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They knew 40 years ago...

Discussion in 'Personal' started by lanokia, Jan 21, 2016.

  1. lanokia

    lanokia Star commenter

  2. Scintillant

    Scintillant Star commenter

    Arrhenius, the Swedish scientist (who was a bit dodgy at times in terms of his views on race) published a paper in 1896 describing the effect of Carbonic Acid (CO2) in the air, on the temperature of the ground. He proposed a doubling of the concentration would increase temperature by 5-6 degrees. Not a bad calculation at the time, and not all that far out today...

    He was aware that burning fossil fuels would increase the temperature. He wouldn't have foreseen the amount of CO2 being produced after his death though...

    By the 1960s, the basics had been worked out but it took time for the science to spread. By the start of the 1980s, it was becoming pretty clear if you wanted to see it.
    Last edited: Jan 21, 2016
    racroesus likes this.
  3. Duke of York

    Duke of York Star commenter

    I just wish they'd hurry up and get on with it. 40 years ago they were promising us vinyards in our back gardens and siestas at midday. No need to do any proper work, because the world would be flocking to Britain for their holidays and all we'd need to know is how to make cocktails and rip them off.

    Why did they lie?
    marlin likes this.
  4. Mangleworzle

    Mangleworzle Star commenter

    I think a lot of people thought something similar "I could do with it being a bit warmer" and that it would be a good thing. If it wasn't positive it was hated with a vengeance by many as being simply wrong as it was a bit too much to take in, then there are those who think god couldn't possibly let it happen unless he was acting in a mysterious way for our own good.

    Extra heat means extra energy though and it doesn't manifest itself simply as a temperature rise, rather as lots of extra weather which we've seemed to have had for a while now.
  5. Motherofchikkins

    Motherofchikkins Star commenter

    I remember being worried about the Ozone layer in the early 1970's. There was an episode of "Tomorrow's World" which advised us all to stop using aerosol sprays.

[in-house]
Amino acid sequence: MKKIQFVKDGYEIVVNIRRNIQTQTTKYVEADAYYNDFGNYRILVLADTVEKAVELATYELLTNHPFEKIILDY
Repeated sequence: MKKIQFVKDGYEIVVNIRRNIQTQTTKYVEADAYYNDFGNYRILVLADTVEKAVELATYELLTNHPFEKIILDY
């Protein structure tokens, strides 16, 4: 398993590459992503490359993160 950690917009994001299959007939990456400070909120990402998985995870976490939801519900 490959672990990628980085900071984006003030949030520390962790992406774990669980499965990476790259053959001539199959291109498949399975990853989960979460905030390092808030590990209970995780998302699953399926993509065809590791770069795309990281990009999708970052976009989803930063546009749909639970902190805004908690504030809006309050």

(Does anyone remember "Tomorrow's World"?! I remember them showing Cling film, CD"s and a 4-wheel drive tractor thingy, before these things became commonplace :) )
    Dragonlady30 and RedQuilt like this.
  6. Jolly_Roger1

    Jolly_Roger1 Star commenter

    AFAICR there were conflicting messages being sent out in the early Seventies. There was lots of, "We're doomed. Doomed, I tell ye," stuff around, one of which was a warning about the imminence of a new Ice Age!
  7. lanokia

    lanokia Star commenter

    The abstract
    Climate science as we know it today did not exist in the 1960s and 1970s. The integrated enterprise embodied in the Nobel Prizewinning work of the Intergovernmental Panel on Climate Change existed then as separate threads of research pursued by isolated groups of scientists. Atmospheric chemists and modelers grappled with the measurement of changes in carbon dioxide and atmospheric gases, and the changes in climate that might result. Meanwhile, geologists and paleoclimate researchers tried to understand when Earth slipped into and out of ice ages, and why. An enduring popular myth suggests that in the 1970s the climate science community was predicting “global cooling” and an “imminent” ice age, an observation frequently used by those who would undermine what climate scientists say today about the prospect of global warming. A review of the literature suggests that, on the contrary, greenhouse warming even then dominated scientists' thinking as being one of the most important forces shaping Earth's climate on human time scales. More importantly than showing the falsehood of the myth, this review describes how scientists of the time built the foundation on which the cohesive enterprise of modern climate science now rests.
  8. lanokia

    lanokia Star commenter

  9. artboyusa

    artboyusa Star commenter

    "Showing the falsehood of the myth"...hope they know more about science than they know about English.
  10. wanet

    wanet Star commenter

    4 wheel drive tractors predate Tomorrows World!
  11. Jolly_Roger1

    Jolly_Roger1 Star commenter

    @lanokia: Thanks for putting me straight on this. I was only reporting an impression I got, I suppose from watching the TV although I do have a dim recollection of an article in New Scientist.
  12. lanokia

    lanokia Star commenter

    Perfectly OK. I confess I had the same impression for a long time... then I saw a youtube video that debunked it and now I can't find that video!

  13. lanokia

    lanokia Star commenter


    Not the video I mentioned but does a similar job...


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